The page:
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Military Experimentation Part I: Institutional Experimentation and a Future Force Development Process


Exercise Trident at Freshwater Bay, photo by Mark Cheong

This article is the first in a two part series that seeks to generate discussion and debate on military experimentation. Part 1, this article, provides a brief overview of the Institutional Experimentation Spectrum and posits a Future Force Development Process for consideration.

The re-emergence of great power competition coupled with the ever changing character of war has placed an increased emphasis on military forces to refocus, reorient and recapitalise. This demands re-evaluation of strategic and operational assessments, and development (or redevelopment) of new warfighting concepts (ways) and capabilities (means) to achieve redefined strategic and operational objectives (ends).

Employed correctly, military experimentation provides a set of valuable tools that stress, test and assess proposed force development solutions to inform and support contestability of force design and capability decisions. Military forces must embrace institutional experimentation to evolve or risk obsolescence and irrelevance.

Military experimentation has many nuanced definitions, for the purpose of this article the following definition has been developed:

military experimentation, n. Activities conducted to develop and assess innovative concepts of operation and capabilities in order to gain knowledge to inform, and support contestability[1] of, the future force development process.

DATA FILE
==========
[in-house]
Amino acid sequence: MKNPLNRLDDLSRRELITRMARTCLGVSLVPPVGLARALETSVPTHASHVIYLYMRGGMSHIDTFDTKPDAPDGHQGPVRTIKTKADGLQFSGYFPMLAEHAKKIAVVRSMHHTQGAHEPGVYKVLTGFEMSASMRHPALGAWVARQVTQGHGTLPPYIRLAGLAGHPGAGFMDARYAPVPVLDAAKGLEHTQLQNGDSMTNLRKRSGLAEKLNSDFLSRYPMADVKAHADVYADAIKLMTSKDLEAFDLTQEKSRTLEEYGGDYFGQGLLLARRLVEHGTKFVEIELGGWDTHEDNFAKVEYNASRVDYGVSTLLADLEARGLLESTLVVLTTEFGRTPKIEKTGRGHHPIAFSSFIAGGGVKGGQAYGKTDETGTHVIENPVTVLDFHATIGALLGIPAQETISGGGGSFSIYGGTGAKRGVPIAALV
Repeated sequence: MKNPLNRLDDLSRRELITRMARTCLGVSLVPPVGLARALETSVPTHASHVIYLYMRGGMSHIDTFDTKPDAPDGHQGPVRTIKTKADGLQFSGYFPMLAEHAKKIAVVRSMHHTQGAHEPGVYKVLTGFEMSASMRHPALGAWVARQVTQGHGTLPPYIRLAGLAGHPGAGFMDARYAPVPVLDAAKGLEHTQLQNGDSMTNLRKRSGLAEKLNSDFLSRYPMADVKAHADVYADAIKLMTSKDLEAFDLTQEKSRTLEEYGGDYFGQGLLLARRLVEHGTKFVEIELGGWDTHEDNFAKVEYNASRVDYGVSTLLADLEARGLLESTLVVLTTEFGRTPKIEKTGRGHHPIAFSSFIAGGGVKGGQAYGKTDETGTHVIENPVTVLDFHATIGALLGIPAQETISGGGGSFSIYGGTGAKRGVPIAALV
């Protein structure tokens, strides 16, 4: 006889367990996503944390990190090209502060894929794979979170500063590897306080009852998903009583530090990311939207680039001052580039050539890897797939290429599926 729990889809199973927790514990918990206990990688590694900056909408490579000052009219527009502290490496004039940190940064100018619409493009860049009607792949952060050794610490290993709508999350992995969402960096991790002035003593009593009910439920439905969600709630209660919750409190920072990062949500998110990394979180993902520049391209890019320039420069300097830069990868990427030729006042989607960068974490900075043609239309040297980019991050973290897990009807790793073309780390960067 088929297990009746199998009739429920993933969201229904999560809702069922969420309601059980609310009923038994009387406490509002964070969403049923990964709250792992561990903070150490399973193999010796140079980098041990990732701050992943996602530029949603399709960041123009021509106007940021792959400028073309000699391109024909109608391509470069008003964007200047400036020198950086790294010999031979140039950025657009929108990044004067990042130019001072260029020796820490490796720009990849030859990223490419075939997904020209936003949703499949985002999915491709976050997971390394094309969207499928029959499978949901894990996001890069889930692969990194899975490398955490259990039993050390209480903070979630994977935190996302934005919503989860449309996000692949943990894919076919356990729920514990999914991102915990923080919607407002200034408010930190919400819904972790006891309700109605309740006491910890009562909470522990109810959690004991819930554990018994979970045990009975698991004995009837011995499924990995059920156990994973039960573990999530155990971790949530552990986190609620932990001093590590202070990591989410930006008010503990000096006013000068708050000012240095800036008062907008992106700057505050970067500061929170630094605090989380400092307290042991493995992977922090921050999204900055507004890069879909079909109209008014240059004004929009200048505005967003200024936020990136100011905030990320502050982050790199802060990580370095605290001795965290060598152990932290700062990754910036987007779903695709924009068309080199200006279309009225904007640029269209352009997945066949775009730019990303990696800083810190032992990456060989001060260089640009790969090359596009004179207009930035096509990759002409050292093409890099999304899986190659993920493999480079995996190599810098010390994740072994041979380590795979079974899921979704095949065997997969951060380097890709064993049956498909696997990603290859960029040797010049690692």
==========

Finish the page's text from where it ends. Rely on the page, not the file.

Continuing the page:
It is important to note that military experimentation incorporates a number of different “tools”, which include but are not limit to: studies, seminars, table-top exercises, war gaming, modelling, simulation, technology assessment, and live-force experiments.

Institutional Experimentation Spectrum

The Experimentation spectrum spans military institutions, extending into joint, interagency and coalition realms.  It is critical to the development of the three types of force militaries must manage and evolve on a daily basis:

  • The Force-in-Being or fight tonight force. Experimentation in this context is focused on current operations and operational plans, it should be informed by the near term future operating environment, and should primarily be conducted by the commands who own these forces. In short, experimentation in this context is about doing what you can with what you have. Outputs from experimentation in this context inform capability managers of spiral development requirements for in service capabilities, and support force design and capability gap analysis, which must inform the future force development process.
  • The Objective Force. This force consists of the Force-in-Being + the programmed force (future capabilities already decided upon). Experimentation in this context is focused on integration of programmed capabilities to the Force-in-Being. While the operating context is derived from operational plans, it must also be informed by the near to mid-term future operating environment to ensure future relevance. Outputs from experimentation in this context supports in-stride iterative refinement of force design and capabilities.